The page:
Egyptian Gov't. Cancels Synagogue Ceremony

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CAIRO - In a symbolic gesture on Sunday, Egyptian authorities cancelled the official inauguration of a synagogue restored by the government.

The Ben Maimon Synagogue in Cairo's ancient Jewish quarter is one of several synagogues that has been restored by Egypt's Supreme Council of Antiquities.

Council head Zahi Hawass called off the official ceremony a week after the restored synagogue was rededicated in a private ceremony.

In his statement, Hawass cited Jewish insensitivity to Islamic sensibilities and alleged mistreatment of Muslims in Israel.

His statement followed media criticism of Jewish celebrants who danced and toasted the synagogue's rededication, both activities considered offensive to Muslims.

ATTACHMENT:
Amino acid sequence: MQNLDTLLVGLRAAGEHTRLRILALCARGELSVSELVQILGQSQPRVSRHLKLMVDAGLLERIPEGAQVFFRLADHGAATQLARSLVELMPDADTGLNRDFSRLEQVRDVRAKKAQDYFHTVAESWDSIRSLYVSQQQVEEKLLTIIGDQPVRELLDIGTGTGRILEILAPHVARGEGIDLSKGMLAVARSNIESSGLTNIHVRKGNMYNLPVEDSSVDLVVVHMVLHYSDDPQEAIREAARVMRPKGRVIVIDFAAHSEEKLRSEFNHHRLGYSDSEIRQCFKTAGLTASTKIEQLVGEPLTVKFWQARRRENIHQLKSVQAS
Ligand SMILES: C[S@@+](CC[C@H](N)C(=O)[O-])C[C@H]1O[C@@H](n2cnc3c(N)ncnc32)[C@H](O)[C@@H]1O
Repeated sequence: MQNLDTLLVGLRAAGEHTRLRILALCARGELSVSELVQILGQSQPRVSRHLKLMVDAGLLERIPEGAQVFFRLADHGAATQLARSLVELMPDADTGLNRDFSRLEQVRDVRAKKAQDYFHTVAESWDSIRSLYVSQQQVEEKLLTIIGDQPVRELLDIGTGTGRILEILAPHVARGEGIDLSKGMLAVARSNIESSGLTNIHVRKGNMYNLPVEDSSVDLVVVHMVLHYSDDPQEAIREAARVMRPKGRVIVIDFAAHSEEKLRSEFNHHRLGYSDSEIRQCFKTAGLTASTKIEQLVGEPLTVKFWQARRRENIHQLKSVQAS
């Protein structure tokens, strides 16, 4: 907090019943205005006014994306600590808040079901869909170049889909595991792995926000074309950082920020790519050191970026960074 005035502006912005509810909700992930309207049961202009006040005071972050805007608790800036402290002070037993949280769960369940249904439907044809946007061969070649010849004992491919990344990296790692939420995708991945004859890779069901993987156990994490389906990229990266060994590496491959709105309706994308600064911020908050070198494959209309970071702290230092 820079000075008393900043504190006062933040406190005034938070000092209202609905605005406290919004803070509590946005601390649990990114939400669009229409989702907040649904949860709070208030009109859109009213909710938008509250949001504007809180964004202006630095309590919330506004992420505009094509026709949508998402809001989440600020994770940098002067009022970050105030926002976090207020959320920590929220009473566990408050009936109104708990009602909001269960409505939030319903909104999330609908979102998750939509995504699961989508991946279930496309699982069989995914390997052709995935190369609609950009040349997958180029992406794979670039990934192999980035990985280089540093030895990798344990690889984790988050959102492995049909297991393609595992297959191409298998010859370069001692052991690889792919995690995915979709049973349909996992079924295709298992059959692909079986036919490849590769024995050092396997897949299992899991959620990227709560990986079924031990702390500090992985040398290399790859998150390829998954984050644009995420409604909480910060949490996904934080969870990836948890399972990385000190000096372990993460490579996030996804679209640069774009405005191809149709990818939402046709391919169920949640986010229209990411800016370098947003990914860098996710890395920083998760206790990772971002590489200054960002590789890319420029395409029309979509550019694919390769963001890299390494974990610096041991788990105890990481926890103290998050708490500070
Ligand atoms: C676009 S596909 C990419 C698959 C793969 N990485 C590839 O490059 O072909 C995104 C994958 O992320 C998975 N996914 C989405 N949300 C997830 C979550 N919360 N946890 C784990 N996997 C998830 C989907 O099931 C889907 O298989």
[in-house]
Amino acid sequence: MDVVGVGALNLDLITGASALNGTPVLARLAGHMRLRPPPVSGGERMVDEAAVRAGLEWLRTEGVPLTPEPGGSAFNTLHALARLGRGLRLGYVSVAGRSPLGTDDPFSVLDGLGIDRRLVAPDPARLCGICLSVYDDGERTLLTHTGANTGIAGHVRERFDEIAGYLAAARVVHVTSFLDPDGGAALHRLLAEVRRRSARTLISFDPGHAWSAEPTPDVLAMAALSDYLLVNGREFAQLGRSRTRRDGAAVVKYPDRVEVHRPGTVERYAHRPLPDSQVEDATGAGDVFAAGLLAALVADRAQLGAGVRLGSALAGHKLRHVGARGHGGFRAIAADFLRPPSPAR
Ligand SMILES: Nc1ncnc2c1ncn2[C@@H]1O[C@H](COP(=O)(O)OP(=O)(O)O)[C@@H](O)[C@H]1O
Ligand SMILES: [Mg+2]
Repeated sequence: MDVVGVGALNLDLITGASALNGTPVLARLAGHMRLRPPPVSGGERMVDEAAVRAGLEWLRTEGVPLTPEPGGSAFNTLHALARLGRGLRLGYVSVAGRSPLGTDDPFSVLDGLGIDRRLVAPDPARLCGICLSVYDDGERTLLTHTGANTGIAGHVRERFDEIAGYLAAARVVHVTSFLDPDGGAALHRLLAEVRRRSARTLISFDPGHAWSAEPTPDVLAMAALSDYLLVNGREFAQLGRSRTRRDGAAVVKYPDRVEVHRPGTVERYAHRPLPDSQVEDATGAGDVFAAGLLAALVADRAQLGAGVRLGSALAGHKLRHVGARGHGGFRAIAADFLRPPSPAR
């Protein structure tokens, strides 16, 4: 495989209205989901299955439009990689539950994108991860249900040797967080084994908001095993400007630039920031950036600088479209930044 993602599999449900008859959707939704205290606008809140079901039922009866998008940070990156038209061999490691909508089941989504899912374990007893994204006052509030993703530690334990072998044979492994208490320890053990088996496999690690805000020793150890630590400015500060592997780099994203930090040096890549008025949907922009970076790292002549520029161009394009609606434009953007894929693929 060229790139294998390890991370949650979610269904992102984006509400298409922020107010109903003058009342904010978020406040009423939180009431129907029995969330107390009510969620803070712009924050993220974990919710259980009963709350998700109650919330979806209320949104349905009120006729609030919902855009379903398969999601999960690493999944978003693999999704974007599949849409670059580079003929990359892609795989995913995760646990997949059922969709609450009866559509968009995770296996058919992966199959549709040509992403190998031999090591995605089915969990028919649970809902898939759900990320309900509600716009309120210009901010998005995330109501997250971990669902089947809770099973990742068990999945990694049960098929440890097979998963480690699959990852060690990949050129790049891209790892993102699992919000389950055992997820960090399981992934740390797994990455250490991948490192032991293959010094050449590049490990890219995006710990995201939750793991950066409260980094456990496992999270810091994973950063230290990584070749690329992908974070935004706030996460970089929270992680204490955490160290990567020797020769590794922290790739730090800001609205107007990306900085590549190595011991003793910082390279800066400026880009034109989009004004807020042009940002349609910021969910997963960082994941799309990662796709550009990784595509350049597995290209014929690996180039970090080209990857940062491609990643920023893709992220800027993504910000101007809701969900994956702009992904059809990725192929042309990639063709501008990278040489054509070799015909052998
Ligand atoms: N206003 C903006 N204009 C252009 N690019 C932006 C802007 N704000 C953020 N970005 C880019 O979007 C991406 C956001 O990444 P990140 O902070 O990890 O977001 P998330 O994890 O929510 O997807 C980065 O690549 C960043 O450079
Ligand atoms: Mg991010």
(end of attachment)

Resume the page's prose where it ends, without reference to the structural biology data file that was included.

Cairo's Jewish community did not respond to the council head's remarks.

A group of Chabad rabbis from the U.S. and Israel joined about half a dozen Egyptian Jewish families for the dedication of the Ben Maimon Synagogue on March 7. 

The synagogue is named after the 12th-century Rabbi Maimonides, one of the most important figures in Jewish history. 

Most of Egypt's ancient Jewish community, which numbered around 80,000 in the 1940s, were driven from the country. Only several dozen elderly Jews remain.  

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